Results-Based Performance Measurement

Throughout the world, in public sector organizations at every level, results-based accountability and performance measurement is emerging as an essential and useful tool of management. It is a central feature of almost every modern management practice. Much of this interest stems from a desire to strengthen accountability for services and programs delivered by those organizations.

But, performance measurement is also a powerful management tool on its own, helping improve management processes and program performance. It helps set priorities and support resource allocation, redirect program focus on results not activities, improves make the accountability process more informed and meaningful, and leads a culture of innovation what gets measured, gets done.

This two-day workshop will provide strategies and tips to apply performance measurement processes to human services through case studies from the participants program areas. The workshop features pre-session reading of background information as well as case studies. Participants will also be asked to work in their program areas to help develop performance measures for their programs during the workshop.

Bring this Workshop In-House

Contact Christie Herrington
Director, Education

Email Christie

What You Will Learn

  • Understand the need for measuring performance, the use of performance measurement in decision making, and the challenges and benefits of performance measurement. The workshop will also provide a brief overview of existing provincial performance measurement programs such as MPMP, OMBI and more
  • Know how to use mission statements and logic models as decision making tools through interactive real time exercises using examples from their program areas
  • Know how to set performance indicators and understand the different types of indicators such as numerical, direct, indirect and narrative
  • Know how to engage key stakeholders such as frontline staff, clients and community partners in using performance measures as an ongoing continuous improvement process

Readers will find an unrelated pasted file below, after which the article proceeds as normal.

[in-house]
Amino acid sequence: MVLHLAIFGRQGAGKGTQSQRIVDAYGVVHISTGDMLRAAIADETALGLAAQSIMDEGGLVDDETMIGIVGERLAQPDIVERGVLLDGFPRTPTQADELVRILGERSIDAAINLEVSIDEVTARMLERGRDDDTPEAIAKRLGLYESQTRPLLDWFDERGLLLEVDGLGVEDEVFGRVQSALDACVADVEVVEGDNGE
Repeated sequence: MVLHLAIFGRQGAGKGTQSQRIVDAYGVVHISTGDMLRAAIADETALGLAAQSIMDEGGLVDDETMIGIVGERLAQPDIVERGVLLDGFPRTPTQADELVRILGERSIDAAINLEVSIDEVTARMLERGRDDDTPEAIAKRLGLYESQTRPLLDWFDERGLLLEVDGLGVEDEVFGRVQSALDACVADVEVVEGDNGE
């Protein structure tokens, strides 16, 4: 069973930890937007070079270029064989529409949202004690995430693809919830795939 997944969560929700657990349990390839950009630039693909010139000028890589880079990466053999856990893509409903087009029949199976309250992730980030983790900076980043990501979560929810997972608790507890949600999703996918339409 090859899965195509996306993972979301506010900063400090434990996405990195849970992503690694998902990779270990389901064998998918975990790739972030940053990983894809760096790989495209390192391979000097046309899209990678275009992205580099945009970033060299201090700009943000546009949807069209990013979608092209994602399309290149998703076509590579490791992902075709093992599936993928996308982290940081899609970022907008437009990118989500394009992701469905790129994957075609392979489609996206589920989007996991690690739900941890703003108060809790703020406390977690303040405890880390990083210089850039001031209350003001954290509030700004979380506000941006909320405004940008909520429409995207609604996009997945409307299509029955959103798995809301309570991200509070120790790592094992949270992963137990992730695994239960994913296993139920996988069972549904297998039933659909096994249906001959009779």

• Understand the critical importance of documenting performance measurement and learn how to document using various data sources
  • Know how to use performance results in reporting, decision making, accountability and performance budgeting

Who Should Attend?

Management and supervisory staff in all program areas. Management staff are encouraged to bring staff from all levels in their departments to allow an inclusive and real-time development of measurable indicators and outcomes in their program areas.


Two Days

Facilitator Information

John R. Allen is a consultant assisting public sector organizations to develop and use results oriented management processes and performance measurement. He has worked in this field for more than thirty-five years. He is a former Ontario public servant, having worked for Management Board Secretariat, the Ministry of Municipal Affairs, and as a public housing manager for the Ontario Housing Corporation.

As a consultant John specializes in performance measurement, program evaluation and strategic planning. He has worked with public sector clients at all levels throughout Canada and the United States. His social services clients in Canada include Employment and Social Development Canada, Citizenship and Immigration Canada, Ontario Ministry of Community and Social Services, Ontario Human Rights Commission, Newfoundland Department of Human Resources and Employment, Yukon Department of Health and Human Services, and the social services department of Toronto, Thunder Bay and Peel Region. Social Services clients in the United States include the Iowa Department of Human Services, the California Department of Employment Development and the Nevada Department of Human Resources.

John is the Director of the Centre of Excellence in Public Sector Management at the Schulich School of Business at York University where he also teaches. He is also an instructor at the business schools at Carleton University and the University of Alberta. He has written articles on results management in government in a number of journals, and he often speaks at conferences on this topic. He has a Master of Business Administration degree from York University, and a Hon. BA in political science from the University of Western Ontario. He is based in Toronto.

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